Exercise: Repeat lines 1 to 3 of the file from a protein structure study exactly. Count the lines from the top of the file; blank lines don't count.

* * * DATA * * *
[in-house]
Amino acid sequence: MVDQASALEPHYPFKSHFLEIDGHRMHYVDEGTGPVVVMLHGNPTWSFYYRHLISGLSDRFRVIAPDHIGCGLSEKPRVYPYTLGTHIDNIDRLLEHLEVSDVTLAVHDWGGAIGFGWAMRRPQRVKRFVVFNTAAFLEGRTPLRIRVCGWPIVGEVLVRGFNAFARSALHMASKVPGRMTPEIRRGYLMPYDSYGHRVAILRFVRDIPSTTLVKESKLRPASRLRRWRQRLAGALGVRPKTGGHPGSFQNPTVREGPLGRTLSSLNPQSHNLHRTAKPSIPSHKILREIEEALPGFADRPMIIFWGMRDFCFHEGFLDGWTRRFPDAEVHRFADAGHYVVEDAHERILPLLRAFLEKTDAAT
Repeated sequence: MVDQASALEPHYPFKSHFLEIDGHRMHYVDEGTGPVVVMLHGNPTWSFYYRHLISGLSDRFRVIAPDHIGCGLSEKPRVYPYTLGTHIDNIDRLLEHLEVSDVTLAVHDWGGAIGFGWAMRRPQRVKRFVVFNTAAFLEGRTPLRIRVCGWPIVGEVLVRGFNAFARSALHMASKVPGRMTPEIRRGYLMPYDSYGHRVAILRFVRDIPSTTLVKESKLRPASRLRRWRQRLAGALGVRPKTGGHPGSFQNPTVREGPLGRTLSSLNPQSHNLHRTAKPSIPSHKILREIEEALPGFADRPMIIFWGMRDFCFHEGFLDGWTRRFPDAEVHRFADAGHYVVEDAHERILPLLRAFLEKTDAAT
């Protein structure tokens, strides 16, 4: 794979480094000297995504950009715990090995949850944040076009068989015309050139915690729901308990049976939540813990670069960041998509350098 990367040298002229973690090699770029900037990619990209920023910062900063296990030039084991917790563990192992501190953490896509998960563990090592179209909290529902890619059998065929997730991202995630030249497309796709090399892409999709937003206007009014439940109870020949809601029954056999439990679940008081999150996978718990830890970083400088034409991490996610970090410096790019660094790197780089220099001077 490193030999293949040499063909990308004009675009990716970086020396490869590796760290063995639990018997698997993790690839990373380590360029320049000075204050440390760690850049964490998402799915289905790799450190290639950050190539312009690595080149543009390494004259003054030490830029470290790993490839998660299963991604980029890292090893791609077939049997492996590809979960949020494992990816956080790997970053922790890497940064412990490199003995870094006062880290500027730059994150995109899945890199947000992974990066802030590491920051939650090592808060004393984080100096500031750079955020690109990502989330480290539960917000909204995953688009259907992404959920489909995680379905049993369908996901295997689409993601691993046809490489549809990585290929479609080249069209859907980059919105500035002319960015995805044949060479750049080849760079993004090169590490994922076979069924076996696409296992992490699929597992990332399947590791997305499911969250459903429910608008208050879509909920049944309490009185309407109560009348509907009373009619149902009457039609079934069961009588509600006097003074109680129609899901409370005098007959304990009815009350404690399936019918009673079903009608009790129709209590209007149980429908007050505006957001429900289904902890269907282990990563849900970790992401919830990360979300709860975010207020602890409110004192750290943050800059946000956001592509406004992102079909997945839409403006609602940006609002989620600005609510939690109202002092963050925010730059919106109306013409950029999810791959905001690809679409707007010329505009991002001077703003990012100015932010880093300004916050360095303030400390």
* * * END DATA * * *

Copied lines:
[in-house]
Amino acid sequence: MVDQASALEPHYPFKSHFLEIDGHRMHYVDEGTGPVVVMLHGNPTWSFYYRHLISGLSDRFRVIAPDHIGCGLSEKPRVYPYTLGTHIDNIDRLLEHLEVSDVTLAVHDWGGAIGFGWAMRRPQRVKRFVVFNTAAFLEGRTPLRIRVCGWPIVGEVLVRGFNAFARSALHMASKVPGRMTPEIRRGYLMPYDSYGHRVAILRFVRDIPSTTLVKESKLRPASRLRRWRQRLAGALGVRPKTGGHPGSFQNPTVREGPLGRTLSSLNPQSHNLHRTAKPSIPSHKILREIEEALPGFADRPMIIFWGMRDFCFHEGFLDGWTRRFPDAEVHRFADAGHYVVEDAHERILPLLRAFLEKTDAAT
Repeated sequence: MVDQASALEPHYPFKSHFLEIDGHRMHYVDEGTGPVVVMLHGNPTWSFYYRHLISGLSDRFRVIAPDHIGCGLSEKPRVYPYTLGTHIDNIDRLLEHLEVSDVTLAVHDWGGAIGFGWAMRRPQRVKRFVVFNTAAFLEGRTPLRIRVCGWPIVGEVLVRGFNAFARSALHMASKVPGRMTPEIRRGYLMPYDSYGHRVAILRFVRDIPSTTLVKESKLRPASRLRRWRQRLAGALGVRPKTGGHPGSFQNPTVREGPLGRTLSSLNPQSHNLHRTAKPSIPSHKILREIEEALPGFADRPMIIFWGMRDFCFHEGFLDGWTRRFPDAEVHRFADAGHYVVEDAHERILPLLRAFLEKTDAAT